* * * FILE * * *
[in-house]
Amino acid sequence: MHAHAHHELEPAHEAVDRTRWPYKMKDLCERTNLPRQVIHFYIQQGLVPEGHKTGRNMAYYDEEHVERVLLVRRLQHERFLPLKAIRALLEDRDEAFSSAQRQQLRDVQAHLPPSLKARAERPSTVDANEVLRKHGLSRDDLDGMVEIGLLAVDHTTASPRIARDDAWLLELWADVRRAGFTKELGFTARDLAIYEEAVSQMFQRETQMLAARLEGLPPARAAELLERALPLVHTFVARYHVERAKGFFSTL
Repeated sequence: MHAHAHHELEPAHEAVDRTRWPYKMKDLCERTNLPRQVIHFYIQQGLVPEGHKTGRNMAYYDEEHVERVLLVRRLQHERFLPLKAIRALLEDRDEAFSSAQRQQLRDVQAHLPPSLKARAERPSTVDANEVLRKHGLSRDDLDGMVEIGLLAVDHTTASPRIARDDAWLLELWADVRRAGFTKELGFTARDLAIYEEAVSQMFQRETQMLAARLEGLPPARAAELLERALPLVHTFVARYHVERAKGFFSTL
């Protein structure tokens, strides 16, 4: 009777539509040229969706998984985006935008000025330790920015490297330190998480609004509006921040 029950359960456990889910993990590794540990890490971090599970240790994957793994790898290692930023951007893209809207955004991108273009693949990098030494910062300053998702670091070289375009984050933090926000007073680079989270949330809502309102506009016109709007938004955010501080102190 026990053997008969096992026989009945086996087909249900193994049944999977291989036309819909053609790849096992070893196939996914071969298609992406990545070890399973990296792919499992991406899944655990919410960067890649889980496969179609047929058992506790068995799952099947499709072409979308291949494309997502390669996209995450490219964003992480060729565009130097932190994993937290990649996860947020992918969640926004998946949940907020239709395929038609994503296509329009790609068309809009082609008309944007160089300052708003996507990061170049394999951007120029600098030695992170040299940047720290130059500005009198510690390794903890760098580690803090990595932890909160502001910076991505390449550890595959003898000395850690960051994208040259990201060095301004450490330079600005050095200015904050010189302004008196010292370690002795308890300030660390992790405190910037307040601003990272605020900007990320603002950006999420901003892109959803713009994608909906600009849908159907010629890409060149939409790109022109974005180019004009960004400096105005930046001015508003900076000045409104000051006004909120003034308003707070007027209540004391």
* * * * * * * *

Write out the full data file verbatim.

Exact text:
[in-house]
Amino acid sequence: MHAHAHHELEPAHEAVDRTRWPYKMKDLCERTNLPRQVIHFYIQQGLVPEGHKTGRNMAYYDEEHVERVLLVRRLQHERFLPLKAIRALLEDRDEAFSSAQRQQLRDVQAHLPPSLKARAERPSTVDANEVLRKHGLSRDDLDGMVEIGLLAVDHTTASPRIARDDAWLLELWADVRRAGFTKELGFTARDLAIYEEAVSQMFQRETQMLAARLEGLPPARAAELLERALPLVHTFVARYHVERAKGFFSTL
Repeated sequence: MHAHAHHELEPAHEAVDRTRWPYKMKDLCERTNLPRQVIHFYIQQGLVPEGHKTGRNMAYYDEEHVERVLLVRRLQHERFLPLKAIRALLEDRDEAFSSAQRQQLRDVQAHLPPSLKARAERPSTVDANEVLRKHGLSRDDLDGMVEIGLLAVDHTTASPRIARDDAWLLELWADVRRAGFTKELGFTARDLAIYEEAVSQMFQRETQMLAARLEGLPPARAAELLERALPLVHTFVARYHVERAKGFFSTL
């Protein structure tokens, strides 16, 4: 009777539509040229969706998984985006935008000025330790920015490297330190998480609004509006921040 029950359960456990889910993990590794540990890490971090599970240790994957793994790898290692930023951007893209809207955004991108273009693949990098030494910062300053998702670091070289375009984050933090926000007073680079989270949330809502309102506009016109709007938004955010501080102190 026990053997008969096992026989009945086996087909249900193994049944999977291989036309819909053609790849096992070893196939996914071969298609992406990545070890399973990296792919499992991406899944655990919410960067890649889980496969179609047929058992506790068995799952099947499709072409979308291949494309997502390669996209995450490219964003992480060729565009130097932190994993937290990649996860947020992918969640926004998946949940907020239709395929038609994503296509329009790609068309809009082609008309944007160089300052708003996507990061170049394999951007120029600098030695992170040299940047720290130059500005009198510690390794903890760098580690803090990595932890909160502001910076991505390449550890595959003898000395850690960051994208040259990201060095301004450490330079600005050095200015904050010189302004008196010292370690002795308890300030660390992790405190910037307040601003990272605020900007990320603002950006999420901003892109959803713009994608909906600009849908159907010629890409060149939409790109022109974005180019004009960004400096105005930046001015508003900076000045409104000051006004909120003034308003707070007027209540004391």